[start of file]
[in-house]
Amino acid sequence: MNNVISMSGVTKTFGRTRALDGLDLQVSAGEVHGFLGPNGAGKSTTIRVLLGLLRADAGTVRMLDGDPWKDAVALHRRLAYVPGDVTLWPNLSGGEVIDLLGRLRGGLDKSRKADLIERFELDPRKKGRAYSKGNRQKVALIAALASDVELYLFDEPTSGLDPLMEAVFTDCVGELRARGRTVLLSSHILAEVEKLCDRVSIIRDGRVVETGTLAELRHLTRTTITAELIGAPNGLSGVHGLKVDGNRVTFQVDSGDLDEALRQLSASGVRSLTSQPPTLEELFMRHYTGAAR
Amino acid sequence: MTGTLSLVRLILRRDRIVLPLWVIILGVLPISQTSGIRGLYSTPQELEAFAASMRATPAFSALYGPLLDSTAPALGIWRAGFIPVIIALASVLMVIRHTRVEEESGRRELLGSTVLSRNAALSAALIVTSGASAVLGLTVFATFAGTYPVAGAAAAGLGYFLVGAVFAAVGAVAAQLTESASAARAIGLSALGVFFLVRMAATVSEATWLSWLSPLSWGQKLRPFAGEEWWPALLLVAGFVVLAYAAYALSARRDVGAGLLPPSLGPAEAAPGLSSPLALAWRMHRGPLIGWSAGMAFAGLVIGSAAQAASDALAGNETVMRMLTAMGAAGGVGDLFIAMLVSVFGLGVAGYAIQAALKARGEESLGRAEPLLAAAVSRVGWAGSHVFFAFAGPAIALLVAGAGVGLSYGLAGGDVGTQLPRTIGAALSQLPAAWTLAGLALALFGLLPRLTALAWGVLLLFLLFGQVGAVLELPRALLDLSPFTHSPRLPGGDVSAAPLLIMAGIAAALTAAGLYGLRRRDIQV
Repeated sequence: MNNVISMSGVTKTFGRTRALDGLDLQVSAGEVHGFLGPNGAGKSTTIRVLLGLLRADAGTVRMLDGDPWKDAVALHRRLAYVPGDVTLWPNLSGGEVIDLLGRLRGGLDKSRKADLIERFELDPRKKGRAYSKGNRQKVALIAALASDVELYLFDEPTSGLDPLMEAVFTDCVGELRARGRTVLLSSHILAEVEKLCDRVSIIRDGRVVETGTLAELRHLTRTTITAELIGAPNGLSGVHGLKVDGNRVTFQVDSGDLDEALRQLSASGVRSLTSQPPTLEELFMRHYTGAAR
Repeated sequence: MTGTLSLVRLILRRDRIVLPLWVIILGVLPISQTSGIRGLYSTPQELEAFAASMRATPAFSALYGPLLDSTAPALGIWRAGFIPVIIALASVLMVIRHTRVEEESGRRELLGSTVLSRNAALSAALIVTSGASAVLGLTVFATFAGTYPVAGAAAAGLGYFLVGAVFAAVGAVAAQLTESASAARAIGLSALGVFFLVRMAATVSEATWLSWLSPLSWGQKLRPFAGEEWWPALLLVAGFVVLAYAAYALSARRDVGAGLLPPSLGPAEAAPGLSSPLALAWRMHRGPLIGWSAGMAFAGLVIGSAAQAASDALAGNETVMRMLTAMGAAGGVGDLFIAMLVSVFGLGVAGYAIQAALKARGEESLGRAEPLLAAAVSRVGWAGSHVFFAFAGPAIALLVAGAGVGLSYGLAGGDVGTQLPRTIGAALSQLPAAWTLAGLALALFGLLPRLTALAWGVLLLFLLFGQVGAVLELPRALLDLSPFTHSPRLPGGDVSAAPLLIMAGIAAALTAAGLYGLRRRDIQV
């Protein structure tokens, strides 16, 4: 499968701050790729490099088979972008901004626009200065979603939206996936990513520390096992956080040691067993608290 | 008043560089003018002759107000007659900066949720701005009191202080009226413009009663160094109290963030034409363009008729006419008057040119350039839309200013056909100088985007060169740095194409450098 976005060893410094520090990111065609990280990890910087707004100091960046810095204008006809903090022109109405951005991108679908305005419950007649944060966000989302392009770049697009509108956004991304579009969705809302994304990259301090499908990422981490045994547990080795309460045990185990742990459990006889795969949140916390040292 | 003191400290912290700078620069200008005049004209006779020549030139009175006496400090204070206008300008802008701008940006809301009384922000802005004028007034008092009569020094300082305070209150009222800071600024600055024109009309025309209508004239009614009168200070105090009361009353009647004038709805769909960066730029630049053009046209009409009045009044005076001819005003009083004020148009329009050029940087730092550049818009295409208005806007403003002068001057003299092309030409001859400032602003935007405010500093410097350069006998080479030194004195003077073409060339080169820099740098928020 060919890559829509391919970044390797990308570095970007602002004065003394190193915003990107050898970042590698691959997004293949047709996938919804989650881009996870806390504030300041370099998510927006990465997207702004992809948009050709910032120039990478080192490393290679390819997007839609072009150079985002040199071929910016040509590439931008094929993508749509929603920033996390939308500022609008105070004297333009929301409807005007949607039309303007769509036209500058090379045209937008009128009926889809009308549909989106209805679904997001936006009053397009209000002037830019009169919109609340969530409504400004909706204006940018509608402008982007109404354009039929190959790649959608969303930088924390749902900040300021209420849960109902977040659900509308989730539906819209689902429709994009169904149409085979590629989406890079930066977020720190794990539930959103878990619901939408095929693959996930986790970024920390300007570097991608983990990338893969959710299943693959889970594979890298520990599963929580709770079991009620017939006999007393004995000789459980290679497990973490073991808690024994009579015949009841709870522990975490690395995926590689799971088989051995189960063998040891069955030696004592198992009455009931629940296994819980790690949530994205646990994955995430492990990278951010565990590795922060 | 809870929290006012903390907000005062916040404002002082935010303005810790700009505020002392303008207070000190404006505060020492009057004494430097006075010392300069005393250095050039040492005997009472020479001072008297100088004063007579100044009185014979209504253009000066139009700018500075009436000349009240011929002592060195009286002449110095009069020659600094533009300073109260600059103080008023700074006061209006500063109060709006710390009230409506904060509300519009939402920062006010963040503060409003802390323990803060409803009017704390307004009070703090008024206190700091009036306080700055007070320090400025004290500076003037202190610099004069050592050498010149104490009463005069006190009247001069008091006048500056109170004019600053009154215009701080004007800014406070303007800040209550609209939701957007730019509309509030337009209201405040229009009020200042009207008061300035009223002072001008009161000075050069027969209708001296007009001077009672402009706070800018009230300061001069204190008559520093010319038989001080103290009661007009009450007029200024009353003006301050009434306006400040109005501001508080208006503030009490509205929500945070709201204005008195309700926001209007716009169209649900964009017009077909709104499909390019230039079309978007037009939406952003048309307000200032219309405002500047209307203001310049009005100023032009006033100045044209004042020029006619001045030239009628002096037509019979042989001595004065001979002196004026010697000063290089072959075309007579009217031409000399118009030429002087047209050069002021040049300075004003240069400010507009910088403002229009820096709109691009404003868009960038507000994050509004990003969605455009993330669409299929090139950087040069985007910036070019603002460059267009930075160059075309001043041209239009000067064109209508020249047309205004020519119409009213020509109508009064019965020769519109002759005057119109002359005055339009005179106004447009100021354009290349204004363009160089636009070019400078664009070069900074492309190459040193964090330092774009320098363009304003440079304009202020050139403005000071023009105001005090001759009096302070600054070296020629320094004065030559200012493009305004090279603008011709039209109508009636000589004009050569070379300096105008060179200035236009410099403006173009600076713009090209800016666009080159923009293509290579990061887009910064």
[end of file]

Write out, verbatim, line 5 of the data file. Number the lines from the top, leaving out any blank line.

Repeated sequence: MTGTLSLVRLILRRDRIVLPLWVIILGVLPISQTSGIRGLYSTPQELEAFAASMRATPAFSALYGPLLDSTAPALGIWRAGFIPVIIALASVLMVIRHTRVEEESGRRELLGSTVLSRNAALSAALIVTSGASAVLGLTVFATFAGTYPVAGAAAAGLGYFLVGAVFAAVGAVAAQLTESASAARAIGLSALGVFFLVRMAATVSEATWLSWLSPLSWGQKLRPFAGEEWWPALLLVAGFVVLAYAAYALSARRDVGAGLLPPSLGPAEAAPGLSSPLALAWRMHRGPLIGWSAGMAFAGLVIGSAAQAASDALAGNETVMRMLTAMGAAGGVGDLFIAMLVSVFGLGVAGYAIQAALKARGEESLGRAEPLLAAAVSRVGWAGSHVFFAFAGPAIALLVAGAGVGLSYGLAGGDVGTQLPRTIGAALSQLPAAWTLAGLALALFGLLPRLTALAWGVLLLFLLFGQVGAVLELPRALLDLSPFTHSPRLPGGDVSAAPLLIMAGIAAALTAAGLYGLRRRDIQV